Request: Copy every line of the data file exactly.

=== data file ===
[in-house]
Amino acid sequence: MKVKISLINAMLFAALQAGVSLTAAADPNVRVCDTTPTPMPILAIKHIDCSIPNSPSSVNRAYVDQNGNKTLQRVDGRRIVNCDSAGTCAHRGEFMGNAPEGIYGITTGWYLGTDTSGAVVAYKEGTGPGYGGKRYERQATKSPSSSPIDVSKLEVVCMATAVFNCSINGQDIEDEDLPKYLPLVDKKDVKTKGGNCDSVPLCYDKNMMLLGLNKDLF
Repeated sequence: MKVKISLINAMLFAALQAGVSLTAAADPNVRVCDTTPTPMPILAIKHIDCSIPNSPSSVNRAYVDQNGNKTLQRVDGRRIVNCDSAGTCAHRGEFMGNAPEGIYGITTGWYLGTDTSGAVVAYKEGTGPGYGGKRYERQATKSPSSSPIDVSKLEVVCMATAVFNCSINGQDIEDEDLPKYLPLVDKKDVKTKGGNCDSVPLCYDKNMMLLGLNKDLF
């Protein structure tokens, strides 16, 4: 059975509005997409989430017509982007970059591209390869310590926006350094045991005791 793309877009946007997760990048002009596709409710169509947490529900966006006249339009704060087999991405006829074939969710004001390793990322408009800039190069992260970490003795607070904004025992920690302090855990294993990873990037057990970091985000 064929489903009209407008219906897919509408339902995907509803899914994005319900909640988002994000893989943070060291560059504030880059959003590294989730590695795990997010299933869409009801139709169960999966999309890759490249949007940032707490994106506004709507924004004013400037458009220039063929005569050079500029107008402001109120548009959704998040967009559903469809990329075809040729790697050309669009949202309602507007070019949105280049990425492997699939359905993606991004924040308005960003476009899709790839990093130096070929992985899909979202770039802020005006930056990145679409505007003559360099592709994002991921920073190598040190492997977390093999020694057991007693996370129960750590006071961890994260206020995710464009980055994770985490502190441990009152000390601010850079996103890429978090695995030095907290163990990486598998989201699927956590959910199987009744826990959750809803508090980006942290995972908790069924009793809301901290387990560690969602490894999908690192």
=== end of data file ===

[in-house]
Amino acid sequence: MKVKISLINAMLFAALQAGVSLTAAADPNVRVCDTTPTPMPILAIKHIDCSIPNSPSSVNRAYVDQNGNKTLQRVDGRRIVNCDSAGTCAHRGEFMGNAPEGIYGITTGWYLGTDTSGAVVAYKEGTGPGYGGKRYERQATKSPSSSPIDVSKLEVVCMATAVFNCSINGQDIEDEDLPKYLPLVDKKDVKTKGGNCDSVPLCYDKNMMLLGLNKDLF
Repeated sequence: MKVKISLINAMLFAALQAGVSLTAAADPNVRVCDTTPTPMPILAIKHIDCSIPNSPSSVNRAYVDQNGNKTLQRVDGRRIVNCDSAGTCAHRGEFMGNAPEGIYGITTGWYLGTDTSGAVVAYKEGTGPGYGGKRYERQATKSPSSSPIDVSKLEVVCMATAVFNCSINGQDIEDEDLPKYLPLVDKKDVKTKGGNCDSVPLCYDKNMMLLGLNKDLF
């Protein structure tokens, strides 16, 4: 059975509005997409989430017509982007970059591209390869310590926006350094045991005791 793309877009946007997760990048002009596709409710169509947490529900966006006249339009704060087999991405006829074939969710004001390793990322408009800039190069992260970490003795607070904004025992920690302090855990294993990873990037057990970091985000 064929489903009209407008219906897919509408339902995907509803899914994005319900909640988002994000893989943070060291560059504030880059959003590294989730590695795990997010299933869409009801139709169960999966999309890759490249949007940032707490994106506004709507924004004013400037458009220039063929005569050079500029107008402001109120548009959704998040967009559903469809990329075809040729790697050309669009949202309602507007070019949105280049990425492997699939359905993606991004924040308005960003476009899709790839990093130096070929992985899909979202770039802020005006930056990145679409505007003559360099592709994002991921920073190598040190492997977390093999020694057991007693996370129960750590006071961890994260206020995710464009980055994770985490502190441990009152000390601010850079996103890429978090695995030095907290163990990486598998989201699927956590959910199987009744826990959750809803508090980006942290995972908790069924009793809301901290387990560690969602490894999908690192």